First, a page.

I never quite understood the appeal of writing fan fiction, in which passionate writers spent copious amounts of time writing derivative works of existing fiction, such as Star Trek. I used to simply consider it a geeky niche sub-genre, since fan fiction could never be published due to copyright issues, and could never reach much farther than a limited circle of friends, family members and Internet visitors. In short, I thought it was simply a creative writing exercise in daydreaming.
Yet lo and behold, I was wrong. A recent deal inked between Amazon.com, Inc. (NASDAQ:AMZN) and Time Warner Cable Inc (NYSE:TWX)’s Alloy Entertainment shows that not only can fan fiction be legally published, but it can also be profitable.
Paid fan fiction
Through the new partnership with Alloy Entertainment, which publishes tie-in novels based on Warner Bros.’ television shows, Amazon.com, Inc. (NASDAQ:AMZN) writers can now write, self-publish and sell fan fiction stories based on Gossip Girl, Pretty Little Liars and Vampire Diaries. Writers who write stories that are between 5,000 to 10,000 words will earn 20% of the revenue, while stories that exceed 10,000 words can earn 35%. The rest of the revenue is split between Amazon and Alloy Entertainment. By comparison, an author who self-publishes an original Amazon book in the Kindle Store normally earns a 70% cut.
To get the ball rolling, Amazon.com, Inc. (NASDAQ:AMZN) commissioned several higher-profile professional writers, including Barbara Freethy, John Everson and Colleen Thompson, to write several fan fiction launch titles for the three Alloy Entertainment franchises. I expect that many fan fiction writers, who currently contribute plenty of free stories about Gossip Girl,Pretty Little Liars and Vampire Diaries to online archive FanFiction.net, will be eager to sell their stories on Amazon. At the time of this writing, there are 8,171 Gossip Girl stories, 3,720 Pretty Little Liars stories, and 17,736 Vampire Diaries stories available on the site.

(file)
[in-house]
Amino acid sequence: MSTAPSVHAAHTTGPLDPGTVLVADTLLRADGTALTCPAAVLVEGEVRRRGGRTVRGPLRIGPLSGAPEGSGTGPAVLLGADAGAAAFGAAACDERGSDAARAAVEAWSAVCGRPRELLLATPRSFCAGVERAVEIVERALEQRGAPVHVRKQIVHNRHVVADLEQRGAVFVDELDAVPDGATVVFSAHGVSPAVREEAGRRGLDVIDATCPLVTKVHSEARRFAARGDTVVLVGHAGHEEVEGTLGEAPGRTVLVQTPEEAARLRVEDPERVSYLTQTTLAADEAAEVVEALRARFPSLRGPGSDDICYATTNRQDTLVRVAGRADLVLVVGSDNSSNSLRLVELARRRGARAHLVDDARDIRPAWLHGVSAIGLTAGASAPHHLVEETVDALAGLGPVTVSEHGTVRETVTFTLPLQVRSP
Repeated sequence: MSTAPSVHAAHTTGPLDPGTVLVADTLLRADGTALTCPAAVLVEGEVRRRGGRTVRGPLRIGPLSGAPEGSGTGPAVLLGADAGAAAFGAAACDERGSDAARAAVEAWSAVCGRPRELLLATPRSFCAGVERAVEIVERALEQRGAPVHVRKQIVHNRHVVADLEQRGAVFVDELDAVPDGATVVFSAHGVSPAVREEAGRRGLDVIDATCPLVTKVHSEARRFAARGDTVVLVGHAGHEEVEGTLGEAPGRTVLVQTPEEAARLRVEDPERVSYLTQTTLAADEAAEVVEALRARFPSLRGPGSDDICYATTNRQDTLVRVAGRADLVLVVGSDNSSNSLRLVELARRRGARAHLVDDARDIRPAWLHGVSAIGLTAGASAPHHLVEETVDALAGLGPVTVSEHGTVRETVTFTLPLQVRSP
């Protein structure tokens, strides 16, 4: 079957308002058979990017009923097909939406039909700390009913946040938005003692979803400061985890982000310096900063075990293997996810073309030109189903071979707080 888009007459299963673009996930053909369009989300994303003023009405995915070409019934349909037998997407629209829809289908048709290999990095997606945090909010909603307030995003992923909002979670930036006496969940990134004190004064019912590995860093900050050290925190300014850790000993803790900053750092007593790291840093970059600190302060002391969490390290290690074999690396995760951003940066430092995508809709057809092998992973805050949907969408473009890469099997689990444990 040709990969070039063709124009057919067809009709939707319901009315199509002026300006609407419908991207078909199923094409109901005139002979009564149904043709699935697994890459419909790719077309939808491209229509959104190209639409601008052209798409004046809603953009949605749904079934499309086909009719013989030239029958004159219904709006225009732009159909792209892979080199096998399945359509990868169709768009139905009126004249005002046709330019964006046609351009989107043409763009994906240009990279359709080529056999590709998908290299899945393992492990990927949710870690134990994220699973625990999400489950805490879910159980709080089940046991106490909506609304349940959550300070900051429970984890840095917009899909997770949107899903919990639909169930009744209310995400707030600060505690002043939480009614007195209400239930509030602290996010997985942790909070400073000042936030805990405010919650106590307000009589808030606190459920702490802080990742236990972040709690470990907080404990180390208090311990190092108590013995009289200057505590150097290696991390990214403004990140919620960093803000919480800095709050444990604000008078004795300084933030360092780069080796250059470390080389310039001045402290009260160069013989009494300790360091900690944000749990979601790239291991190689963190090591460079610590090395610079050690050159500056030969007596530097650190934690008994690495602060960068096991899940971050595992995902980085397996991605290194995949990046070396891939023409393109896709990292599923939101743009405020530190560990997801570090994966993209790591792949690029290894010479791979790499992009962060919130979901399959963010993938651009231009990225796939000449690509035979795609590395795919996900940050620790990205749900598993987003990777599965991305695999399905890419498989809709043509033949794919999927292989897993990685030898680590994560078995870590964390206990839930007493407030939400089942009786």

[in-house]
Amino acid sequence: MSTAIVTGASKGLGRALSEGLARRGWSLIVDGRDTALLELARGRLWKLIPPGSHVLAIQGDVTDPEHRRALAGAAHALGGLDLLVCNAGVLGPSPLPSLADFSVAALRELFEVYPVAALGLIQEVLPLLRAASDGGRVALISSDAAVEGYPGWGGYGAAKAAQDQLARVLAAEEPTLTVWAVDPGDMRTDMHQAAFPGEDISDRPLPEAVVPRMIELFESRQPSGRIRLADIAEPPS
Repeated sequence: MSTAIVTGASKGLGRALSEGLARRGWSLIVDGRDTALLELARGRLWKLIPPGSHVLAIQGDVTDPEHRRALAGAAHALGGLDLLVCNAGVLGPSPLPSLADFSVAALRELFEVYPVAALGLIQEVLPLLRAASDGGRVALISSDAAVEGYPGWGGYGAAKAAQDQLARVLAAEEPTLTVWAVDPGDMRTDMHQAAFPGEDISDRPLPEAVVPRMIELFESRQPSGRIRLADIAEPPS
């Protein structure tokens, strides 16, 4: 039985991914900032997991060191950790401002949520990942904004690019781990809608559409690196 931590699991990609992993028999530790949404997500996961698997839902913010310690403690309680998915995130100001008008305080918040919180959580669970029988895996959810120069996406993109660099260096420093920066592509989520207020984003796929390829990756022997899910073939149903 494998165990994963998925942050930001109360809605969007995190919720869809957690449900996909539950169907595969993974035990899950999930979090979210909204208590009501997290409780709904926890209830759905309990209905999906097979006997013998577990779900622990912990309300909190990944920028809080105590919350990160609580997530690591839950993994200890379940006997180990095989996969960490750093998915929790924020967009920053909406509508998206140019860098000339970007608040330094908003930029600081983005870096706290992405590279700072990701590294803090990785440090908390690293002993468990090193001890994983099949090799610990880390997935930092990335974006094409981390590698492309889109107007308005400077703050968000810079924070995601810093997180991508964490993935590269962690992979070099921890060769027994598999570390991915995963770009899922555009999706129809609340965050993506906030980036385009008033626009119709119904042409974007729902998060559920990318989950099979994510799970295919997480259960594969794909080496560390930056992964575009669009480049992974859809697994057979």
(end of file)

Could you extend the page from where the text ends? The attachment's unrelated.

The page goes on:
Alloy Entertainment is part of Time Warner Cable Inc (NYSE:TWX)’s Warner Bros. Film and TV segment, which posted a year-on-year top line decline of 5.0% last quarter. Increased sales of its fan fiction could boost the segment’s top line as well as pique viewer interest in its associated CW television series, which are 50% co-owned by CBS Corporation (NYSE:CBS).
A brave new world
Amazon.com, Inc. (NASDAQ:AMZN)’s new fan fiction business marks the birth of Kindle Worlds, which aims to grow into a sprawling universe of fan fiction, similar to Star Wars’ Expanded Universe. If Amazon can partner up with some other major companies, such as Scholastic Corp (NASDAQ:SCHL), Hachette Livre, or The Walt Disney Company (NYSE:DIS), Kindle Worlds could grow rapidly. Scholastic owns the Harry Potter and The Hunger Games franchises, Hachette Livre owns Twilight, while Disney owns Star Wars. Partnering with Amazon would be mutually beneficial for these publishers and parent companies, since Kindle Worlds could help franchises stay fresh and relevant in the absence of official releases.
For example, last quarter Scholastic Corp (NASDAQ:SCHL) was unable to offer a popular new franchise that could live up to Harry Potter and The Hunger Games, which have both concluded. As a result, Scholastic reported a third quarter loss of $0.63 per share while revenue tumbled 19%. If Scholastic signs with Amazon.com, Inc. (NASDAQ:AMZN), however, independent writers could contribute to the continuing adventures of Harry Potter and Katniss Everdeen without the express consent of J.K. Rowling or Suzanne Collins, respectively. Of course, there may be objections from the original authors and the issue of quality control, but high-quality fan fiction could help these franchises continue growing.
The social aspect
By allowing aspiring writers to write and self-publish fan fiction, Amazon.com, Inc. (NASDAQ:AMZN) is implementing a business plan that somewhat resembles the content-creation model of social networks. For example, Facebook Inc (NASDAQ:FB)’s business model is completely driven by its users. Its members create and share content in a self-sustaining ecosystem that the company sprinkles with revenue-generating advertisements.